Happy Tuesday, everyone!
I admittedly have not been as diligent about writing a weekly blog post as I intended to be as, like many people, I find that when I HAVE to do something, it is not done with as much joy and passion as when I spontaneously decide to write. That being said, I found a study the other day that really lit me up and I wanted to share it with you all.
The study was done in an inpatient hospital setting by asking patients to take a survey about the care they received while hospitalized. For those unfamiliar, there are doctors who only work in hospital to admit, treat and eventually discharge patients. They are called "hospitalists" and many of my friends from residency are such physicians. They work grueling hours to ensure their patient care is tip-top and to get patients home safely and most efficiently.
Nowadays, when someone is discharged from a hospital, these doctors and the hospital itself are graded by the patient in what's called the Press Ganey score. Unfortunately, and somewhat unfairly (in my opinion), the Press Ganey score reflects how "patient-centered" the hospital seems to the patient and is not as much about the actual care received. Patients can complain about any and all issues with hospital staff, decor and even the FOOD, which is beyond control of the doctors and nurses! And some hospitals' compensation from Medicare may depend on these scores (this is very unfair to me as state, county and city hospitals are underfunded and need the money, yet are at risk of not receiving it due to poor infrastructure, inability to pay high salaries to retain staff, etc.). Needless to say, doctors and hospital staff, for the most part, do their best to try to impress their patients and treat them effectively and well. But, we are not perfect, and Press Ganey scores can reflect that.
So how does this study play a role in medicine? The study interviewed and surveyed patients about the empathy hospitalists showed them regarding what they encountered during their hospitalization. It then correlated the empathy scores with patients' anxiety scores (using a separate validated anxiety measure) and the patients' ratings of their doctors.
What did it find? It found that more empathic encounters (those doctors who could communicate their ability to relate to the patients' negative emotions) resulted in a significant decrease in patients' anxiety scores while hospitalized AND higher hospitalist ratings. Non-empathic physician encounters resulted in higher anxiety scores on the surveys partaken.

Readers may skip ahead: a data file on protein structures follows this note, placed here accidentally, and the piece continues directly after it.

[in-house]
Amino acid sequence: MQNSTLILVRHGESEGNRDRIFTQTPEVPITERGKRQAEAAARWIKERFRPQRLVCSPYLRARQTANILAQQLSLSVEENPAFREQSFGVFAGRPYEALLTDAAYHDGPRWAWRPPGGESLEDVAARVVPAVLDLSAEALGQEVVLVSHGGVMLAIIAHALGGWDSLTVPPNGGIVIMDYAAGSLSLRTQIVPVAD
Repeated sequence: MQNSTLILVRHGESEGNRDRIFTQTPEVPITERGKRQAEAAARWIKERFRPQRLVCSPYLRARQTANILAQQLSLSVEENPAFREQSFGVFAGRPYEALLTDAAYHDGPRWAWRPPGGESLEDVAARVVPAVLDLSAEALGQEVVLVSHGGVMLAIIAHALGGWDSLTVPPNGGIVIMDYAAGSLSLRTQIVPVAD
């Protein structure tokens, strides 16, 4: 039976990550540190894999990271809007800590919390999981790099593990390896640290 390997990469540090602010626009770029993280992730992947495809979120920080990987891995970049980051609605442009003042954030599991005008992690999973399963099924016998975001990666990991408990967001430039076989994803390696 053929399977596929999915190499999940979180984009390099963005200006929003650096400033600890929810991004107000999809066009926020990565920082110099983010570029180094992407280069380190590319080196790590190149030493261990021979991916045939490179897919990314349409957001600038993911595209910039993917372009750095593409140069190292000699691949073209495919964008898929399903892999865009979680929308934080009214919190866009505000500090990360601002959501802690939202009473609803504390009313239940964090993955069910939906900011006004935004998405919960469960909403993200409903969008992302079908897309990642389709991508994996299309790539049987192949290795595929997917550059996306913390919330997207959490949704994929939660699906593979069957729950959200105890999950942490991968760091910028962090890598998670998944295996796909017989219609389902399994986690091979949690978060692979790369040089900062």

While this result does not in-and-of-itself surprise me, it does shed light on what is needed to allay patient fears while hospitalized and can possibly enable physicians to get higher scores on the important Press Ganey scores. Empathy can be learned, so It seems to be a win-win for everyone!
Now, what does being empathic mean and how can it reduce patients' anxiety? The word empathy comes from the greek root words em and pathos, which mean "in" and "feeling", respectively. Empathy is the idea of relating to or understanding someone else's feelings and being able to feel what they feel.
How does this simple gesture change another person's experience? Well, think about how you feel when others "get you". You feel heard, understood, appreciated even. Now turn it around and think about a difficult situation you have encountered when someone else was suffering and came to you for advice. Did you stop
What you were doing, sit down, listen to their worries/fears, and just hold space for them? Or did you dismiss their feelings and continue doing what you were already doing?
The key to helping someone through any suffering experience is not to dismiss their feelings nor is it necessarily to try to fix the situation. It is to sit down, offer a listening ear and truly try to understand what that person is going through. Only then can they feel heard, understood and appreciated. And only then, solutions can arise. You may instantaneously decrease someone else's suffering and the world can be a brighter place for you and them, whether in the hospital, at home or at work.
I know this may all seem very simple to many people, as empathy does come very naturally to some. However, in extremely busy, high pressure systems, such as medicine, learning empathy can go a long way. I hope you can feel me on this and somewhat agree! (it's ok if you don't)
Here's a link to the article synopsis which I credit the newsletter from Healio for making me aware of. Healio is a great resource I enjoy for current medical research. Enjoy and have a fantastic rest of the week!
Weiss R, et al. Hospitalist Empathy Is Associated with Decreased Patient Anxiety and Higher Ratings of Communication in Admission Encounters. Presented at: Society for Hospital Medicine Annual Meeting; March 6-9, 2016; San Diego.
DISCLAIMER: The content of this website does not serve as medical advice nor does it substitute for a thorough medical
evaluation by a qualified health care practitioner. It also does not represent the opinions of any of the medical institiutions or practitioners mentioned.
Consult a physician or local health care provider before changing any medications, diet or exercise regimen.
Dr. Maltz earned a Medical Degree and Master in Public Health from the University of Texas Medical Branch (UTMB) in Galveston, TX. She completed a combined Internal and Preventive Medicine Residency at UTMB in June, 2011. She then completed a 2-year Integrative Medicine Fellowship at Stamford Hospital in Stamford, CT, during which she simultaneously underwent an intensive 1000-hour curriculum created by The University of Arizona Integrative Medicine Program founded by Dr. Andrew Weil.